Winter visitors with pets in tow enjoy access to a designated pet walking lane along Teton Park Road, which is closed to traffic for the season. What a great opportunity to buy your dog some cute winter booties!
Bighorn Canyon National Recreation Area
Pets are allowed in Bighorn Canyon National Recreation Area, with restrictions
, making it a potential choice for dog-friendly camping in Wyoming. Dogs are not allowed at the swim beach and must be on a leash while in the park.
A Quick Tip
If missing the trails of Wyoming’s national parks during a dog-inclusive camping trip is too much to bear, look into local kennels or boarding facilities in Jackson or another nearby town.
Walkies in Wyoming’s National Forests
Dogs are allowed in all national forests
, including the eight
national forests in Wyoming. Given the many options for dog-friendly developed campgrounds and dispersed camping in national forests, these destinations are ideal for pet-inclusive camping trips.
Dogs must be on a leash no longer than 6 feet when you’re in developed recreation areas, which include developed campgrounds and interpretive areas. Otherwise, you can let your best bud off the leash to run freely — within reason. Your dog must be under control at all times.
It’s a good idea to check up-to-date pet policies with the appropriate national forest ranger station. At Bridger-Teton National Forests, for example, rangers recommend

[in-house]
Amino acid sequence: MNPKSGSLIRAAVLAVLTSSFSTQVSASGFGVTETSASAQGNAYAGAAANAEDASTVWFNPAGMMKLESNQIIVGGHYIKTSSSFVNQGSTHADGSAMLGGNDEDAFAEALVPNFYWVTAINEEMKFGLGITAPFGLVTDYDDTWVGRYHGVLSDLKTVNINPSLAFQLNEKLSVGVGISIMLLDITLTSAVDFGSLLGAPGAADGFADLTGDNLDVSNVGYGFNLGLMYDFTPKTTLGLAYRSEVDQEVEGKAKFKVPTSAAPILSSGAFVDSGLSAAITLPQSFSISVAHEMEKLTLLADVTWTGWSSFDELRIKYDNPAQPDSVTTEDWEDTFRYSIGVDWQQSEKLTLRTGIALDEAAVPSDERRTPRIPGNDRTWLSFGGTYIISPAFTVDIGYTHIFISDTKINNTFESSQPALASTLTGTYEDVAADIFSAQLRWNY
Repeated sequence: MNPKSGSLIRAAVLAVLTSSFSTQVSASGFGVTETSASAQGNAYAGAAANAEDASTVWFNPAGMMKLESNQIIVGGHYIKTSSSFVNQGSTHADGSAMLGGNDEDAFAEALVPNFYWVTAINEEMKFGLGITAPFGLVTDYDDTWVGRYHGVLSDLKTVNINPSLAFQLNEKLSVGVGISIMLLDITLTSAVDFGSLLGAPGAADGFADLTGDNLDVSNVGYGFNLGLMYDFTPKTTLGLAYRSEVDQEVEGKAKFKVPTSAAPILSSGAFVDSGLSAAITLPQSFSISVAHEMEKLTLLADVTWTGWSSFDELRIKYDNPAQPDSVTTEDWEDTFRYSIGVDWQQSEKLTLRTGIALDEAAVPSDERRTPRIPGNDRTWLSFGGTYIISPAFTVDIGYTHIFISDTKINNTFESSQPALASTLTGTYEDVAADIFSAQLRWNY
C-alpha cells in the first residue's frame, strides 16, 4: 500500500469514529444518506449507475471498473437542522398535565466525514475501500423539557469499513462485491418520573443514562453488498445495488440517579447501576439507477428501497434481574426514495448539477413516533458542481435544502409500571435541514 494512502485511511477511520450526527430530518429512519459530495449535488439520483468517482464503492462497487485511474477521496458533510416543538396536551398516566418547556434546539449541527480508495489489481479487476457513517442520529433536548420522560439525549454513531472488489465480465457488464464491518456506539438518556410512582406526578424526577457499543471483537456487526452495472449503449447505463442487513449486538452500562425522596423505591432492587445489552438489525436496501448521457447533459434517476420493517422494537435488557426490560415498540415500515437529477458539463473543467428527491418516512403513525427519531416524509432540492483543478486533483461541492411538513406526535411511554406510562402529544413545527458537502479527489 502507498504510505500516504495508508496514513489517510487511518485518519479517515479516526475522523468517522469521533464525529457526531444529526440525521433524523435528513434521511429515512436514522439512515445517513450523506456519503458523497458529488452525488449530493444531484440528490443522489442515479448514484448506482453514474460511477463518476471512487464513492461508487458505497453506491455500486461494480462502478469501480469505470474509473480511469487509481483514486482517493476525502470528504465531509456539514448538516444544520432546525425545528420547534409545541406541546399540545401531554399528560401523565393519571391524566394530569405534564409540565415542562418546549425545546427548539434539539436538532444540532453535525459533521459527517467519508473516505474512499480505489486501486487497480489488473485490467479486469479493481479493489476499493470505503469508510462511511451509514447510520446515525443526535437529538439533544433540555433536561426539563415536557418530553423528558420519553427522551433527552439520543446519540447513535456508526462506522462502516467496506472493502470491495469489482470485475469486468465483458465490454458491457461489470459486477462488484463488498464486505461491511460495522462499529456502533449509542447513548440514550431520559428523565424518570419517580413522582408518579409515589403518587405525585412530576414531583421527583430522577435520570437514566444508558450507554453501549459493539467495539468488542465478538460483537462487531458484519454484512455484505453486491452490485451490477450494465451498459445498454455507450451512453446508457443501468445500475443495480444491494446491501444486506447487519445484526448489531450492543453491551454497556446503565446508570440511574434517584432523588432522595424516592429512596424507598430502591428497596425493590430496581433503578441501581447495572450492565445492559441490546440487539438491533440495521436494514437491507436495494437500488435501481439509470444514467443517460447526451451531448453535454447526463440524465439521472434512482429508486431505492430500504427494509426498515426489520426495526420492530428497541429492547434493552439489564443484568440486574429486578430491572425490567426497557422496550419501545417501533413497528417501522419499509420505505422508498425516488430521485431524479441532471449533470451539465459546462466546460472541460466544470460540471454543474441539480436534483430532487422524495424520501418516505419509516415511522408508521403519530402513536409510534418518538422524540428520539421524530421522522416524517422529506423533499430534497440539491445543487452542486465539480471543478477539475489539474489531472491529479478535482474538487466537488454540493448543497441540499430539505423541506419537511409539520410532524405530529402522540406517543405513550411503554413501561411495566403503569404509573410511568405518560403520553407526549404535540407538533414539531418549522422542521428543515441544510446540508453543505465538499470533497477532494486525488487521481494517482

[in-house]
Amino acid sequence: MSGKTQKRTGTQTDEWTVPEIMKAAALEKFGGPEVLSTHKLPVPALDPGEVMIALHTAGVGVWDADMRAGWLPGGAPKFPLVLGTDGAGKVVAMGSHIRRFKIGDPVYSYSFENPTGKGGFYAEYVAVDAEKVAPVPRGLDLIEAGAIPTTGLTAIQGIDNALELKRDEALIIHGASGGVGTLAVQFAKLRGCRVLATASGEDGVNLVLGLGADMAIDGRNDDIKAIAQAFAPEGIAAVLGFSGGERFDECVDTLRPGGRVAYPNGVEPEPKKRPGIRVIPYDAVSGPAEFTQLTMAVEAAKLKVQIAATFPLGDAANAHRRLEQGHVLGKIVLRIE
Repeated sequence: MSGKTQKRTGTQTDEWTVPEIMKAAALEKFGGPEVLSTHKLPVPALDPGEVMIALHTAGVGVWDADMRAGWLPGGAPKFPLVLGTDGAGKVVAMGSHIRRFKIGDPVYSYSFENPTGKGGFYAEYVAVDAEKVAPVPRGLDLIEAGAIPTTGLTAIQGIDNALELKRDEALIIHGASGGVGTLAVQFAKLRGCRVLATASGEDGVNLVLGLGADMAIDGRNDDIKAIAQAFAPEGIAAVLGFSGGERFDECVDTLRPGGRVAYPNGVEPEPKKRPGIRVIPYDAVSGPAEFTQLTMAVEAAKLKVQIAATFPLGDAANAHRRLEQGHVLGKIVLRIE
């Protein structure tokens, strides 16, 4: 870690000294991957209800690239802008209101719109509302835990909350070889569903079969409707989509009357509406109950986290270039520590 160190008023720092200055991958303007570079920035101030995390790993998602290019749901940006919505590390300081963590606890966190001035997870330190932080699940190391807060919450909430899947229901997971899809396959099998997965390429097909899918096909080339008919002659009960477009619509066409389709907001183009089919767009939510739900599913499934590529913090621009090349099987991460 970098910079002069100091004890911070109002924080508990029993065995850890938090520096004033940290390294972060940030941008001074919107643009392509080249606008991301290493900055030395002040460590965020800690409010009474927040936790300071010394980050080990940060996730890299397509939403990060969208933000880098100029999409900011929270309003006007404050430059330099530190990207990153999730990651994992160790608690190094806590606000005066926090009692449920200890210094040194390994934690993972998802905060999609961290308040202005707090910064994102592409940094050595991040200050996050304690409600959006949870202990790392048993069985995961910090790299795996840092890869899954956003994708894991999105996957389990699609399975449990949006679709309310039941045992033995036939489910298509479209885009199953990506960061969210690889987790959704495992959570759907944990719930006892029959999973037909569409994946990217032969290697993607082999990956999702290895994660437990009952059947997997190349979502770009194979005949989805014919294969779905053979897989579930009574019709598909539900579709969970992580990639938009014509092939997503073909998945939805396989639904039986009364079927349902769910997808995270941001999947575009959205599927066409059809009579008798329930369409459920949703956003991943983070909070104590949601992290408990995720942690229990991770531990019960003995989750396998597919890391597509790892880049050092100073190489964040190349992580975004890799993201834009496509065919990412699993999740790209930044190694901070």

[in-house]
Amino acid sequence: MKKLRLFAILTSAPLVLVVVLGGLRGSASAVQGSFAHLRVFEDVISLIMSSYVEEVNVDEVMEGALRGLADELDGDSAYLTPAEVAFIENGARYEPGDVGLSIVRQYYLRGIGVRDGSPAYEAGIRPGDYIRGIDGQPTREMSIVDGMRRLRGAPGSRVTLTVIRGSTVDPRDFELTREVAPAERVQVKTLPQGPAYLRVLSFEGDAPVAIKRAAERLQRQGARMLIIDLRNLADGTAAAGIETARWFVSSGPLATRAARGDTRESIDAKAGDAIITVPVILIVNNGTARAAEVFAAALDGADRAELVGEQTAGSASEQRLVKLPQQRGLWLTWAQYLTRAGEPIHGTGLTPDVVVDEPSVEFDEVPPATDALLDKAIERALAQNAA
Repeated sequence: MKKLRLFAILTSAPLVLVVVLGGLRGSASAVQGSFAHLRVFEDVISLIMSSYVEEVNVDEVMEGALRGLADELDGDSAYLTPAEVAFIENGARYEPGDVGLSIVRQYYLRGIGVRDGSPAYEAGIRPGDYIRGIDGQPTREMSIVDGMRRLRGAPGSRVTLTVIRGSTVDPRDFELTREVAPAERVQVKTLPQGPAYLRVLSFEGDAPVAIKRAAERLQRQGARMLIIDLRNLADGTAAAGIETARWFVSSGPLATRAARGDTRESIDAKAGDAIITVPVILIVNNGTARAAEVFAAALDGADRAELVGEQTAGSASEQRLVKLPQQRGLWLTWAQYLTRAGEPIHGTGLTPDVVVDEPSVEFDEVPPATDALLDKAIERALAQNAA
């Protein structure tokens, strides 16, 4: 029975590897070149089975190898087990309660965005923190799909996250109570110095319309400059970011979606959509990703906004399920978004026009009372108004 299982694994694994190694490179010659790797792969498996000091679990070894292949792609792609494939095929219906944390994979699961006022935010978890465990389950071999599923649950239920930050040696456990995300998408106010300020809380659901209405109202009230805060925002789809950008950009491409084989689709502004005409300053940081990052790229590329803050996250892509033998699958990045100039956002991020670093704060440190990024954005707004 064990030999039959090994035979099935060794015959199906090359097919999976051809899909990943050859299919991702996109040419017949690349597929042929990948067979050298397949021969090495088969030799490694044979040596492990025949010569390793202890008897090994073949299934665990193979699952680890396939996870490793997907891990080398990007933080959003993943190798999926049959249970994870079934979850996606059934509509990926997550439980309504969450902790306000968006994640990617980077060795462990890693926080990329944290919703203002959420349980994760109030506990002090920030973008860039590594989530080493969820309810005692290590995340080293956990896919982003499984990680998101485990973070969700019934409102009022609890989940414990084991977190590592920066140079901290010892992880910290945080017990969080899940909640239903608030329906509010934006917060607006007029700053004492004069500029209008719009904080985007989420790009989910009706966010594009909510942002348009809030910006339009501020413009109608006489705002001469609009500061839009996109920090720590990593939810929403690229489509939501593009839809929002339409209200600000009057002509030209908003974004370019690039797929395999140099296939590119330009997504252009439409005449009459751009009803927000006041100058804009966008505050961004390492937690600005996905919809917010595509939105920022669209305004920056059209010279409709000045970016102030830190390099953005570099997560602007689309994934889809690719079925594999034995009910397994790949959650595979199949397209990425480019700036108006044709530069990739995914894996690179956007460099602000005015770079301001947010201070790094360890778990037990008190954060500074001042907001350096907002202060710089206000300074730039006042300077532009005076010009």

no more than two dogs per group.
BLM Public Land Pet Policies
Bureau of Land Management (BLM) areas are open to everyone for camping, including dogs. In general, leashes are not required, but you must keep your dog under control. Hikers
with dogs must yield to other trail users. For local leash policies and other dog-related advice, check with the local BLM field office.
Bringing Pooches to Wyoming’s State Parks
Eleven of Wyoming’s state parks have RV campgrounds, and eight welcome tent campers
. Dogs are welcome too, as long as you follow the rules. These include keeping dogs on a leash no longer than 10 feet and under control at all times. Otherwise, pets must be inside a vehicle, but may not be unattended for more than one hour.
Dogs are not allowed in public buildings, public eating places, or food stores. And rule out a beach day with your bud, as all designated beach areas in Wyoming state parks are off-limits for dogs. Download a copy of Wyoming state parks rules
and regulations for more doggy details.
Tips for Dog-Friendly Camping in Wyoming
- Wyoming has some seriously wild animals that pose hazards to your domesticated beast — and vice versa. Bears, bison and other wildlife roam freely, so consider safety and how your dog would react during a potential encounter.
- Off-leash dogs are vulnerable to predators, but so is native wildlife under threat from dogs. Further, dog owners are responsible for their pets’ actions. In Wyoming, you face legal penalties, including prison time and a hefty fine, if your dog is seen harassing, chasing, or injuring animals such as deer, according to the Wyoming Game & Fish Department.
- Encountering traps during Wyoming’s October-to-March trapping season is possible. Keep your pets off private property, and preferably on a leash at all times.
Planning a camping trip with your dog is more complicated than with only human companions. Make it easier by booking with BookOutdoors.